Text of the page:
My column below examines these two cases along with two other injustices. One was the fatal beating of misdemeanor suspect Jesse Williams Sr. while he was incapacitated in a Mississippi jail. Handcuffs held his hands behind his back and to his feet. This put him into a painful U-shaped position even before he was picked up like a suitcase, dropped to the floor. On camera, jail personnel then repeatedly kicked his face and smashed it on the floor.

The other shocking story focused on a five-year sentence this week for a homeless mother who enrolled her son in a free public pre-school program that his residency status did not entitle him to attend.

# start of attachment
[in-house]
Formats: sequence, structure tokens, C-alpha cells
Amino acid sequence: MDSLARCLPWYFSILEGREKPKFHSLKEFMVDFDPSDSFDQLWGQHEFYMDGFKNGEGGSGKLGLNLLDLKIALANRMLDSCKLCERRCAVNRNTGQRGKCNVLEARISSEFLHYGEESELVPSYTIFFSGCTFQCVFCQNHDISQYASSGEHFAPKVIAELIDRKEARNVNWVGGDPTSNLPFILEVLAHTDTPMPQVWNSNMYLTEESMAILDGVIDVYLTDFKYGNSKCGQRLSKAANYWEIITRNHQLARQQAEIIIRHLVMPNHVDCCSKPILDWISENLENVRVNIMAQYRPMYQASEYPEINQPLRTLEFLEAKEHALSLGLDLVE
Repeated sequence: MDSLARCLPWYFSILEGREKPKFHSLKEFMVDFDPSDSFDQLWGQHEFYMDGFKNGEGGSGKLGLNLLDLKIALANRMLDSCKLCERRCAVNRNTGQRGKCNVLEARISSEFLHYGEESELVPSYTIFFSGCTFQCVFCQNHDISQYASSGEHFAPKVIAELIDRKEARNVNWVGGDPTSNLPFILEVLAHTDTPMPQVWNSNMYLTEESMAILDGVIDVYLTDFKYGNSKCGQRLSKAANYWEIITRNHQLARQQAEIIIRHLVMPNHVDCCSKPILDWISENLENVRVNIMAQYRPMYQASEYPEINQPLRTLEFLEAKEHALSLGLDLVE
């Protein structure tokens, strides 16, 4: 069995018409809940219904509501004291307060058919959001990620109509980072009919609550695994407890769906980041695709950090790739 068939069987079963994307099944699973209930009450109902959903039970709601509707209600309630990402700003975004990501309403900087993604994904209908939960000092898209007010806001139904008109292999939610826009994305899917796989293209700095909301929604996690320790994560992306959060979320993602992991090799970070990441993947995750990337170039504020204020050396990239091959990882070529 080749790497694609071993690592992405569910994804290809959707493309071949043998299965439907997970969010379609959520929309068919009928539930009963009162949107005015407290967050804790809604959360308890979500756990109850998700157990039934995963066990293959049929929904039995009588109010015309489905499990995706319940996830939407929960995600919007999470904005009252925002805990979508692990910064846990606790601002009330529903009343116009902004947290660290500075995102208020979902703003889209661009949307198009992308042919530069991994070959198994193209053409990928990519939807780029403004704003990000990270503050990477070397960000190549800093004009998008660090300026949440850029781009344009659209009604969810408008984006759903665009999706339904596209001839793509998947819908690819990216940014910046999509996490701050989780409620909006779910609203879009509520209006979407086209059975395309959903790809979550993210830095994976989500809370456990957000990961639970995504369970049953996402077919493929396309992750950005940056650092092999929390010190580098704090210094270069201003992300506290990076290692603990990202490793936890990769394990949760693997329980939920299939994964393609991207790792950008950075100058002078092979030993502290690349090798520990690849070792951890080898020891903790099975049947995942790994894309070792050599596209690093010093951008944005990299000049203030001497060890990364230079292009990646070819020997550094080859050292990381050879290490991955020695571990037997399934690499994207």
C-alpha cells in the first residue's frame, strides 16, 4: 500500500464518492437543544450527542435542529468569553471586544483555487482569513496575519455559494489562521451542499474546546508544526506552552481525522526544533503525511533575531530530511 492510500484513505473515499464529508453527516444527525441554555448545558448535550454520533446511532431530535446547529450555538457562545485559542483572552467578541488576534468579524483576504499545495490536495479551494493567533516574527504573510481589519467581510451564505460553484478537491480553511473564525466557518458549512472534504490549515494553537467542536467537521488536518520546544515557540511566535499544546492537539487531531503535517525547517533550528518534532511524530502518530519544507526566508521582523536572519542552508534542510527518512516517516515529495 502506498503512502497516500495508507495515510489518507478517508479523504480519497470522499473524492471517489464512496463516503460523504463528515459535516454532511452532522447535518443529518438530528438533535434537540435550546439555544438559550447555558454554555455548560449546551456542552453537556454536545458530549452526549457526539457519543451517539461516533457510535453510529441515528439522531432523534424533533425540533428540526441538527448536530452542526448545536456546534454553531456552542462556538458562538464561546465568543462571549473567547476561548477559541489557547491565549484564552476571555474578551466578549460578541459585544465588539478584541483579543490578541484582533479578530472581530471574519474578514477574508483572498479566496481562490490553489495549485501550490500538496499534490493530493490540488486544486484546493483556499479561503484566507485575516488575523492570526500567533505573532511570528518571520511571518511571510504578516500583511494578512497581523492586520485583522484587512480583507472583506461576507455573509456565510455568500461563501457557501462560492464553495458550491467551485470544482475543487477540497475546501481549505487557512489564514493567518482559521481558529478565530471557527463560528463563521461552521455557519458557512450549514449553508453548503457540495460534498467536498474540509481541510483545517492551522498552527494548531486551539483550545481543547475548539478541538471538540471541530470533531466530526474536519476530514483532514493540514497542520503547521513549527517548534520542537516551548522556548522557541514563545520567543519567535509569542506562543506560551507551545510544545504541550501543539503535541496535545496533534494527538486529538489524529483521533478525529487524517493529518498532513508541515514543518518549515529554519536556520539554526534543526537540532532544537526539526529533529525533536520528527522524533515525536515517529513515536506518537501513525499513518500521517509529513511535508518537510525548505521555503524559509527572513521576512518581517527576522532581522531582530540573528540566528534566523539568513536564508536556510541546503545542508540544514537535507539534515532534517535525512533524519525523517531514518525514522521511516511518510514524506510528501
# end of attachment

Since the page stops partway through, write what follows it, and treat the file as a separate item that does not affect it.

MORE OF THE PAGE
These cases can be complex, however. Therefore, no real reform can occur without recognizing that lawbreaking in the community can foster the kinds of indiscriminate reaction among law-enforcers otherwise inexplicable, except on deep analysis or such fictional simplifications as Jack Nicholson's famous portrayal of a Marine base commander in the 1992 movie,

. Here are the four real-life cases, each revealing in its own way:

In New Orleans, WWL reported in Feds drop River Birch investigation how the Justice Department filed on March 8 a motion to dismiss indictments against River Birch-related figures Dominick Fazzio, River Birch CFO, and businessman Mark Titus, a Fazzio business partner who previously pleaded guilty. The paperwork disclosed also that authorities were dropping their long-running probe of Heebe: